Spending your vacation days in beautiful Krakow is a perfect idea. There’s so much to see just alone in Krakow city, but I encourage travellers to explore further. I know that visiting a concentration camp is not a first thing on your mind during holidays, because let’s face it, things that happened there was beyond terrible! In this post I will tell you everything you need to know about visiting Auschwitz.
What is Auschwitz-Birkenau?
Let’s start with the basics. Many might remember from their history courses that Auschwitz was one of German Nazi concentration and extermination camps from World War 2 (1940-1945) when Germany occupied Poland and killed here over 1 million people. Many of the prisoners were killed by gas, starvation, forced labor, diseases, medical experiments or execution. This camp wasn’t the only one in the world, but maybe the most well-known around the world. These days, it is a Unesco World Herritage Site and works as a museum.
Where is it?
Auschwitz is located in Poland, in the city of Oswiecim, about 60 kilometers of Krakow.
How to get there?
There are two ways to get to Auschwitz by public transportation. You can take a train to the Oswiecim railway station, but it’s about 2 km from the camp. It takes longer to reach Auschwitz and train ticket is more expensive than bus ticket. So the best way is to take a local bus from the bus station which is located right next to the train station in Krakow. I used Lajkonik buses on all my day trips from Krakow which are modern and also have Wi-Fi. If I remember correctly, one way bus ticket from the driver was about 10-14 zlotys and the last stop is right next to the Auschwitz museum. Despite that bus is the more direct option, the ride is still about 1.5-2 hours depending on the traffic. So it’s a little bit slow because of many stops on the way. Make sure to schedule a lot of time and check timetables here.
Why you should visit Auschwitz?
I think that Spanish philosopher, George Santayana, quote is a perfect answer to this question. This place is a part of history that you may not want to remember, but it’s extremely important that these places still exist. I realize that visiting concentration camp is not for everyone. It might shock you differently than just reading these things from books. I still strongly recommend that everyone should visit a concentration camp at least once in a lifetime. Sometimes we might feel that the world is getting crazier year after year and as humans we need these reminders to be kinder not just to each other but for all living things.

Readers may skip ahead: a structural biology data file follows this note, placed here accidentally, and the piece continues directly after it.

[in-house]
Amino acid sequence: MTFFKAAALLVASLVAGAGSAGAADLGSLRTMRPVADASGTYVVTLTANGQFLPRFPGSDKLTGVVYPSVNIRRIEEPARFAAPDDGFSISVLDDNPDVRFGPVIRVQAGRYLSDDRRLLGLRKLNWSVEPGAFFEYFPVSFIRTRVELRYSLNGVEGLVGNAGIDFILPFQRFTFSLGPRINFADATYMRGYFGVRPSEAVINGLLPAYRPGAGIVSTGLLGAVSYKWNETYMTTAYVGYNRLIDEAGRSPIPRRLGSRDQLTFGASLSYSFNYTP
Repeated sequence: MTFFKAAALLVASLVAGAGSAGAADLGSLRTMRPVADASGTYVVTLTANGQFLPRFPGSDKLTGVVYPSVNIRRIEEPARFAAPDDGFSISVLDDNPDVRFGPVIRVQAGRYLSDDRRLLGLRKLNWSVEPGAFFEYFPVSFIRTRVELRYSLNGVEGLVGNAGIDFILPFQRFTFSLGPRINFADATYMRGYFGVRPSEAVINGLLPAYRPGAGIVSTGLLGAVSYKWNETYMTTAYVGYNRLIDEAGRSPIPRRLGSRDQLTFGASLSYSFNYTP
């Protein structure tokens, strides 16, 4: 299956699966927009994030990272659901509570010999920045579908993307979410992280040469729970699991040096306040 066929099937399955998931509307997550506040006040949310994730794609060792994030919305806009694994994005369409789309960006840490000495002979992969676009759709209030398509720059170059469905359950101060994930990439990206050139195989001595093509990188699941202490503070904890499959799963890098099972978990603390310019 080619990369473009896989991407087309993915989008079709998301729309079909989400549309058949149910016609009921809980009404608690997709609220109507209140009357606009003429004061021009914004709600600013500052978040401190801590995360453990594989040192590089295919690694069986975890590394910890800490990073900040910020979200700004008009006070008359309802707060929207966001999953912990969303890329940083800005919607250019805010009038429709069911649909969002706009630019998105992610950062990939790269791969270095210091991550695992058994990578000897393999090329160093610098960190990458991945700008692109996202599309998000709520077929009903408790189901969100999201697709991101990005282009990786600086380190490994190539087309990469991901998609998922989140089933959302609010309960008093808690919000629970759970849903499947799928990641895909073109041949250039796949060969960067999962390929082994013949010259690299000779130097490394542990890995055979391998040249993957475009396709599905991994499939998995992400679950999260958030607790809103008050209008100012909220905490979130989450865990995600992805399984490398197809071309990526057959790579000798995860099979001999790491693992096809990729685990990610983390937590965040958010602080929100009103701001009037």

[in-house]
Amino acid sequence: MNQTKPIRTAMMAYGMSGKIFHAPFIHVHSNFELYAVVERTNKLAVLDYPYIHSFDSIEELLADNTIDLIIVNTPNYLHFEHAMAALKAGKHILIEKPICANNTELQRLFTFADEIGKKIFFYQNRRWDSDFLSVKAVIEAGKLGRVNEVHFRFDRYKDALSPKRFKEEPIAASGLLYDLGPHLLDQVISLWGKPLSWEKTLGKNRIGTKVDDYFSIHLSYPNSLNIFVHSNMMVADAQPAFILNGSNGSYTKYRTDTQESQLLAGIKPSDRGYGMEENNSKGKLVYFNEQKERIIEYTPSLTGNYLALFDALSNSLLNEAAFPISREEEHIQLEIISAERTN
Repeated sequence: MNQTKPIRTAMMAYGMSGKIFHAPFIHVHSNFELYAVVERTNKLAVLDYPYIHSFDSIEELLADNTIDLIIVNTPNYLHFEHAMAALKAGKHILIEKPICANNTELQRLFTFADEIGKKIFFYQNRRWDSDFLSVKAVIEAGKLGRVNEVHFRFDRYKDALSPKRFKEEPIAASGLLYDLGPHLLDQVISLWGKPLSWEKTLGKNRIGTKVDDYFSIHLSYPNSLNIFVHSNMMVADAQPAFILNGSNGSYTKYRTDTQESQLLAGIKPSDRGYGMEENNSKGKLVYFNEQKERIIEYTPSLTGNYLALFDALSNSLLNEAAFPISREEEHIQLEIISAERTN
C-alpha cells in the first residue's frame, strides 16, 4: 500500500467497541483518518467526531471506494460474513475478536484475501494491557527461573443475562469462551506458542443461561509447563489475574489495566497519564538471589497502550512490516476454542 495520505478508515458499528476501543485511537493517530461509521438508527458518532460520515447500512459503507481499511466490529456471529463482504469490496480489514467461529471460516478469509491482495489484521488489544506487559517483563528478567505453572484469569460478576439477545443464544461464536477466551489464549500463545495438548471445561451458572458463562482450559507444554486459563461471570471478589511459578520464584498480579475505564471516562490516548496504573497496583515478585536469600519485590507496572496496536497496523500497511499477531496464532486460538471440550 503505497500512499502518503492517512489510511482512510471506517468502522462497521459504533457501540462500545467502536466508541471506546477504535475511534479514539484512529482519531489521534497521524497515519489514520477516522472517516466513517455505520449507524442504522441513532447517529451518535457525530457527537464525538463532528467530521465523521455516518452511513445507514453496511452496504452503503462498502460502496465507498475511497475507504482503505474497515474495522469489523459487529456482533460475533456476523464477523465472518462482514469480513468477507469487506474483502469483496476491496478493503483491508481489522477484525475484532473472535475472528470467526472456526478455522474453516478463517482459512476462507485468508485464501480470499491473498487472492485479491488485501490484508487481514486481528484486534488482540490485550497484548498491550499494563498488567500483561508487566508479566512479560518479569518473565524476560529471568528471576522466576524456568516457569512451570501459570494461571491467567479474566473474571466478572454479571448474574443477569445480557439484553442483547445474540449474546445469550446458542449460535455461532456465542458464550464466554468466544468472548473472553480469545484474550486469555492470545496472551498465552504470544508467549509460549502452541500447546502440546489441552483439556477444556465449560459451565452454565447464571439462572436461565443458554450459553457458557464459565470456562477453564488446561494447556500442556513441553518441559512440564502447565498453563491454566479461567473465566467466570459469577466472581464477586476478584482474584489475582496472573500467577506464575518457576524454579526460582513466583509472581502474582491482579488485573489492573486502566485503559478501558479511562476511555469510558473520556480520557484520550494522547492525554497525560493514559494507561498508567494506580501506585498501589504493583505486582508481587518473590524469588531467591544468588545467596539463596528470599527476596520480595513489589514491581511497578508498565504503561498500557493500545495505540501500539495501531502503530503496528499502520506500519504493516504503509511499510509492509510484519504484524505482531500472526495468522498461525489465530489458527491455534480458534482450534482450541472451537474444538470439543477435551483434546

Good to know before visiting
- Opening hours: This museum is open almost every day from 7.30 am to afternoon.
- Go there early before the crowds and tour guides arrive!
- It’s a day trip from Krakow, so I would recommend to schedule about 6 hours in total.
- ALL visitors need to book tickets at official Auschwitz museum site.
- It’s free to entry before 10 am! Book “tour for individuals without an educator” ticket and choose time slot.
- There is a security check similar to the airport before entering to the area so make sure that you’ll arrive 10 minutes before your visiting time.
- You can’t bring any big bags or backpacks to the area, but you can leave them for a few zlotys right next to the entry way.
- There is a restaurant right next to the entry way. I ate pierogi here, which were tasty. Just order at the counter and pay with cash/credit card.
- Toilets cost a few zlotys.
- Some places are forbidden to take photos
- Check out also 12 things to know before travelling to Krakow for useful information.
What’s the difference between Auschwitz I and Auschwitz II-Birkenaun?
There are two camps in Auschwitz about 2 km in distance. The main camp is known as Auschwitz I, which is smaller and more museum like with lots of well-maintained brick barracks. Inside the barracks you will find a lot of information on the walls and rooms with artifacts of the time. The buildings in Auschwitz I used to be army barracks. Start your visit first in Auschwitz I and take free shuttle bus near the car park to Auschwitz II-Birkenaun. It’s a huge area! You will soon see train tracks and fields full of chimneys. Most of buildings were destroyed here. In this second camp there are no security checks and it’s free to entry at any times. If I’m not mistaken, Auschwitz I was used as a working camp and the second one was built for extermination purposes.
What is it like to visit a concentration camp?
I was there on a perfect sunny day, blue sky and birds were singing on the background. The brick barracks were in excellent condition and the whole area was surprisingly green with trees and blooming lilacs. So my first thought was that this place doesn’t seem to be that bad as I imagined a concentration camp to be. Well looks can be deceiving, because it didn’t take me too long to feel sick. Wire fences, never ending pictures on the barracks walls of people who died, unbelievable amount of human hair, all the abandoned luggage, gas chambers and so on…
All I could think about was that people are so cruel to each other. How on earth could this happen on a massive scale like this? I just hope that humans will learn from their past mistakes at some point. For me, it was a good choice not to go on arranged tour. I feel that I had a better experience by wandering around the camps on my own in slow pace. Tour guide might give you more detailed information, but it is one thing to feel the history than hearing about it in a tourist crowd. Since I was a child, I have never forgotten the words “Arbeit macht frei” that means work sets you free. We are nothing without freedom and human rights.